Circor International said on Tuesday it had accepted investment firm KKR’s revised buyout offer of $1.7 billion, including debt, rebuffing a rival bid from an unnamed third party.
Shares of the industrial machinery maker hit a more than five-year high of $51.87 in early trading, slightly above KKR’s revised offer price of $51 per share.
KKR sweetened its offer after Circor received an unsolicited buyout proposal for $52.65 per share in cash, Circor said. KKR has also agreed to provide a full equity backstop to implement the merger.
An equity backstop is when a PE firm or a strategic corporate buyer decides to fund a deal using only equity, rather than debt.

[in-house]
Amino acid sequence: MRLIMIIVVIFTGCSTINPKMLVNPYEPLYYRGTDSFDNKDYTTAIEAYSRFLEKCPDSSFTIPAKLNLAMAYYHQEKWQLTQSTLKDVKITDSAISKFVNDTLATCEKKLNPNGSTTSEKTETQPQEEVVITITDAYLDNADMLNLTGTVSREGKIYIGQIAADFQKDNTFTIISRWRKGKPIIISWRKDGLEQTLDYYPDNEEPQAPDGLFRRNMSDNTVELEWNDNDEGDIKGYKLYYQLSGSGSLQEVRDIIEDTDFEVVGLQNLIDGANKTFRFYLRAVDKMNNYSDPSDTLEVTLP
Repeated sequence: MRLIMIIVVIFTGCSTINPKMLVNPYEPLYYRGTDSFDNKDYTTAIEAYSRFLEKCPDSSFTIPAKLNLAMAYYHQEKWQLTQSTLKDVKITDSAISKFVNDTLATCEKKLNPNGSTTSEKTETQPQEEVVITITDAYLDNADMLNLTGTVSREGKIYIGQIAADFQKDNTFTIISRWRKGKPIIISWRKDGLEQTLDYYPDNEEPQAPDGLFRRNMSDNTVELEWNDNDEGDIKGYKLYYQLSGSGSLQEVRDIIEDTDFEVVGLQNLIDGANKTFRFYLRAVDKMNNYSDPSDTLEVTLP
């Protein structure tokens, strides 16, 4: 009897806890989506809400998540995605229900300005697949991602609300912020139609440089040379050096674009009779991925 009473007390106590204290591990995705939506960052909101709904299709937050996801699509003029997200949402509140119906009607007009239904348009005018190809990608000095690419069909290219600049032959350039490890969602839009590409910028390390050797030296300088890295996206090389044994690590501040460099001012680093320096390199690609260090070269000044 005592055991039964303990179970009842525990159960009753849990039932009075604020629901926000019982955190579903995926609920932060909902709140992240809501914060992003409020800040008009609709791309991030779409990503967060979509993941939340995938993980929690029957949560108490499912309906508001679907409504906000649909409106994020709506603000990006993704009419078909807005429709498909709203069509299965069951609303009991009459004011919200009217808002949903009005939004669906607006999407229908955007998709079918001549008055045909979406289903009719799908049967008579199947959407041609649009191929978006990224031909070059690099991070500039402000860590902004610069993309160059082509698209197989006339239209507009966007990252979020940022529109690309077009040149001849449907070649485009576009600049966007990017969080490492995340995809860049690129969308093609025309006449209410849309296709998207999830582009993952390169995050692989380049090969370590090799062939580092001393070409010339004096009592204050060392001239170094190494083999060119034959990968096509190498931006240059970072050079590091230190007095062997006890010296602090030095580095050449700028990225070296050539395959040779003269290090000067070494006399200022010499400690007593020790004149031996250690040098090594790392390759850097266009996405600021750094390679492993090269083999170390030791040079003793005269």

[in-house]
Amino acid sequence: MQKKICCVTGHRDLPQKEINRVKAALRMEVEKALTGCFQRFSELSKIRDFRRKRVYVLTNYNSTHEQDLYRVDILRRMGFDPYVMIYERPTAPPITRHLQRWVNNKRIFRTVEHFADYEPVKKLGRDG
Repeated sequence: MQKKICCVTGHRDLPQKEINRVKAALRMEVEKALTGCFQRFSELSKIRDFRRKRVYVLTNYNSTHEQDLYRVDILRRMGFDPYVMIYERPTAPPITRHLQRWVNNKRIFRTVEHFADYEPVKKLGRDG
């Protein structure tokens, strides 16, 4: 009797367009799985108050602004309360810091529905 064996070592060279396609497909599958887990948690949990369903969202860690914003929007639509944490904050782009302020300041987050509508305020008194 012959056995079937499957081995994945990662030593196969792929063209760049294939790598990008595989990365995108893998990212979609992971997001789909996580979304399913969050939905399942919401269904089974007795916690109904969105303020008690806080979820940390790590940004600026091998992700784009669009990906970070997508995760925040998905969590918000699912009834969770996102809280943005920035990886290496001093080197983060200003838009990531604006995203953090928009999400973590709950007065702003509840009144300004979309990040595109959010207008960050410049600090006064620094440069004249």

Circor board deemed KKR’s offer of $51 per share as superior, citing greater funding certainty and a clearer and faster path to receiving antitrust approvals.
KKR, which had earlier proposed to take Circor private for $49 per share, has also agreed to pay the company $125 million in case the merger fails.
The deal represents an equity value of nearly $1.04 billion, according to Reuters calculations. It is expected to close in the fourth quarter of this year.
Circor said earlier this month it had entered into a $1.6 billion take-private deal with KKR to expand its presence in the flow-control space.
Flow-control products help manage and control liquids and gases using equipment or services such as pumps, valves, compressors and meters.